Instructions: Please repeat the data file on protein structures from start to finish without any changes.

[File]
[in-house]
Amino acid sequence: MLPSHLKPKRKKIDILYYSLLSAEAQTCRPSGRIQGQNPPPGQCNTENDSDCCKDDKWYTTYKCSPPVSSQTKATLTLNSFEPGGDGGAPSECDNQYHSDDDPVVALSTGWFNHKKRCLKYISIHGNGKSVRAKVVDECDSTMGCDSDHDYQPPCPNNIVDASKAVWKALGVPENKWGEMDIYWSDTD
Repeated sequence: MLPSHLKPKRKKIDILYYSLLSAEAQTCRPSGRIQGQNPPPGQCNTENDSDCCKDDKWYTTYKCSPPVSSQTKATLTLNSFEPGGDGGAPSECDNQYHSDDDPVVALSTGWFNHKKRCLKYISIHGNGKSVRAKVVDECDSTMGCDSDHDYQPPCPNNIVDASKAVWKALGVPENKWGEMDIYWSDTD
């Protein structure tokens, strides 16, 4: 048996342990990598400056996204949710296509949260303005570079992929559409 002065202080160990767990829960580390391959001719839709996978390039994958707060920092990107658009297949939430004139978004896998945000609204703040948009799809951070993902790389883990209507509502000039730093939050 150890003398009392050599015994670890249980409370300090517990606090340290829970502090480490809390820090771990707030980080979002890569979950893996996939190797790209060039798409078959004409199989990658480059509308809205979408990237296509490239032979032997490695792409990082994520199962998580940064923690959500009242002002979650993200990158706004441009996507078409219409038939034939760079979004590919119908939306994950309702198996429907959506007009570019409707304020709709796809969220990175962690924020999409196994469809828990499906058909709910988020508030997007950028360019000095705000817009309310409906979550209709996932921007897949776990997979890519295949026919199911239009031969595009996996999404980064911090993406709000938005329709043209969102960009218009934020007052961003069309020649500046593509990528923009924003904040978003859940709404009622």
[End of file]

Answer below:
[in-house]
Amino acid sequence: MLPSHLKPKRKKIDILYYSLLSAEAQTCRPSGRIQGQNPPPGQCNTENDSDCCKDDKWYTTYKCSPPVSSQTKATLTLNSFEPGGDGGAPSECDNQYHSDDDPVVALSTGWFNHKKRCLKYISIHGNGKSVRAKVVDECDSTMGCDSDHDYQPPCPNNIVDASKAVWKALGVPENKWGEMDIYWSDTD
Repeated sequence: MLPSHLKPKRKKIDILYYSLLSAEAQTCRPSGRIQGQNPPPGQCNTENDSDCCKDDKWYTTYKCSPPVSSQTKATLTLNSFEPGGDGGAPSECDNQYHSDDDPVVALSTGWFNHKKRCLKYISIHGNGKSVRAKVVDECDSTMGCDSDHDYQPPCPNNIVDASKAVWKALGVPENKWGEMDIYWSDTD
């Protein structure tokens, strides 16, 4: 048996342990990598400056996204949710296509949260303005570079992929559409 002065202080160990767990829960580390391959001719839709996978390039994958707060920092990107658009297949939430004139978004896998945000609204703040948009799809951070993902790389883990209507509502000039730093939050 150890003398009392050599015994670890249980409370300090517990606090340290829970502090480490809390820090771990707030980080979002890569979950893996996939190797790209060039798409078959004409199989990658480059509308809205979408990237296509490239032979032997490695792409990082994520199962998580940064923690959500009242002002979650993200990158706004441009996507078409219409038939034939760079979004590919119908939306994950309702198996429907959506007009570019409707304020709709796809969220990175962690924020999409196994469809828990499906058909709910988020508030997007950028360019000095705000817009309310409906979550209709996932921007897949776990997979890519295949026919199911239009031969595009996996999404980064911090993406709000938005329709043209969102960009218009934020007052961003069309020649500046593509990528923009924003904040978003859940709404009622």